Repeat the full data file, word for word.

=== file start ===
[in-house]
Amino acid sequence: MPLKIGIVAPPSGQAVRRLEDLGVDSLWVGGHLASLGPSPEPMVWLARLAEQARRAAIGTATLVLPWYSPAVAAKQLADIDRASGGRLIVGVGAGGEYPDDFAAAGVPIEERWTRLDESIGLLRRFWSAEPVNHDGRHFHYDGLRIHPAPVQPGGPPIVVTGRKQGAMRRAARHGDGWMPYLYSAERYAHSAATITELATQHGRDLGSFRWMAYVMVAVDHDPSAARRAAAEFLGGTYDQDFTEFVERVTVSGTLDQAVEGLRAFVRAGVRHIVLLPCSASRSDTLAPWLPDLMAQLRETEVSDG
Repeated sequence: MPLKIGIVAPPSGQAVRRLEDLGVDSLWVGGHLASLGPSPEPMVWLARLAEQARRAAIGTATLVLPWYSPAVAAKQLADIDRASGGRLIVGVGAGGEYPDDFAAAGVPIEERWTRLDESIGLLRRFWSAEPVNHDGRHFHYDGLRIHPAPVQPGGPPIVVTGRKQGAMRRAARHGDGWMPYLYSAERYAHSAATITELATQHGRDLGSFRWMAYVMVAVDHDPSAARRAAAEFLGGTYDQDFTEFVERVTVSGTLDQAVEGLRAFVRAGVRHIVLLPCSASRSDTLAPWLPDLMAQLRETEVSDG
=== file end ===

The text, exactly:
[in-house]
Amino acid sequence: MPLKIGIVAPPSGQAVRRLEDLGVDSLWVGGHLASLGPSPEPMVWLARLAEQARRAAIGTATLVLPWYSPAVAAKQLADIDRASGGRLIVGVGAGGEYPDDFAAAGVPIEERWTRLDESIGLLRRFWSAEPVNHDGRHFHYDGLRIHPAPVQPGGPPIVVTGRKQGAMRRAARHGDGWMPYLYSAERYAHSAATITELATQHGRDLGSFRWMAYVMVAVDHDPSAARRAAAEFLGGTYDQDFTEFVERVTVSGTLDQAVEGLRAFVRAGVRHIVLLPCSASRSDTLAPWLPDLMAQLRETEVSDG
Repeated sequence: MPLKIGIVAPPSGQAVRRLEDLGVDSLWVGGHLASLGPSPEPMVWLARLAEQARRAAIGTATLVLPWYSPAVAAKQLADIDRASGGRLIVGVGAGGEYPDDFAAAGVPIEERWTRLDESIGLLRRFWSAEPVNHDGRHFHYDGLRIHPAPVQPGGPPIVVTGRKQGAMRRAARHGDGWMPYLYSAERYAHSAATITELATQHGRDLGSFRWMAYVMVAVDHDPSAARRAAAEFLGGTYDQDFTEFVERVTVSGTLDQAVEGLRAFVRAGVRHIVLLPCSASRSDTLAPWLPDLMAQLRETEVSDG